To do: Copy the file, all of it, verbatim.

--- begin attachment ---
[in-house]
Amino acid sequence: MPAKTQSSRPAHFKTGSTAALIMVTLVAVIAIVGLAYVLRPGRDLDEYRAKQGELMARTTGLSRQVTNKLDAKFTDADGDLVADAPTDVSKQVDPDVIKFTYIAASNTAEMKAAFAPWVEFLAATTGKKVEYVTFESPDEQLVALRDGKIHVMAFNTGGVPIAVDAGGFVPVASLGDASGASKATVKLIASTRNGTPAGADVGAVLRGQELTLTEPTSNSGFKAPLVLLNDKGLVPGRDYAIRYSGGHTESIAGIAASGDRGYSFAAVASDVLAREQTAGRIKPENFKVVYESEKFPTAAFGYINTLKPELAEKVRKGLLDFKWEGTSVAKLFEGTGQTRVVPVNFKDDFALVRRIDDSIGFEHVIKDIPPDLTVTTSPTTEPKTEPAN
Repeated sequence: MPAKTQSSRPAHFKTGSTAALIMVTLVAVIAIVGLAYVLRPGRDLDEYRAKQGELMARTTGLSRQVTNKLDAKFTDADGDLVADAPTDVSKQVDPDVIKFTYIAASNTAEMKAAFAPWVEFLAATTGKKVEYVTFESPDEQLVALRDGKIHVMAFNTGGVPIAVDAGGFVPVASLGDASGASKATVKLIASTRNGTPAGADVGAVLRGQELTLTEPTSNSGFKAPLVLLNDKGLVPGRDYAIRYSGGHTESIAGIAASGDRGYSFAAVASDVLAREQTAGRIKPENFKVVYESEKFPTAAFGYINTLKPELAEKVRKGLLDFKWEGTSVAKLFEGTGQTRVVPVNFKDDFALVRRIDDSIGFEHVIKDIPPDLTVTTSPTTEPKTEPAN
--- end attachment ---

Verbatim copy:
[in-house]
Amino acid sequence: MPAKTQSSRPAHFKTGSTAALIMVTLVAVIAIVGLAYVLRPGRDLDEYRAKQGELMARTTGLSRQVTNKLDAKFTDADGDLVADAPTDVSKQVDPDVIKFTYIAASNTAEMKAAFAPWVEFLAATTGKKVEYVTFESPDEQLVALRDGKIHVMAFNTGGVPIAVDAGGFVPVASLGDASGASKATVKLIASTRNGTPAGADVGAVLRGQELTLTEPTSNSGFKAPLVLLNDKGLVPGRDYAIRYSGGHTESIAGIAASGDRGYSFAAVASDVLAREQTAGRIKPENFKVVYESEKFPTAAFGYINTLKPELAEKVRKGLLDFKWEGTSVAKLFEGTGQTRVVPVNFKDDFALVRRIDDSIGFEHVIKDIPPDLTVTTSPTTEPKTEPAN
Repeated sequence: MPAKTQSSRPAHFKTGSTAALIMVTLVAVIAIVGLAYVLRPGRDLDEYRAKQGELMARTTGLSRQVTNKLDAKFTDADGDLVADAPTDVSKQVDPDVIKFTYIAASNTAEMKAAFAPWVEFLAATTGKKVEYVTFESPDEQLVALRDGKIHVMAFNTGGVPIAVDAGGFVPVASLGDASGASKATVKLIASTRNGTPAGADVGAVLRGQELTLTEPTSNSGFKAPLVLLNDKGLVPGRDYAIRYSGGHTESIAGIAASGDRGYSFAAVASDVLAREQTAGRIKPENFKVVYESEKFPTAAFGYINTLKPELAEKVRKGLLDFKWEGTSVAKLFEGTGQTRVVPVNFKDDFALVRRIDDSIGFEHVIKDIPPDLTVTTSPTTEPKTEPAN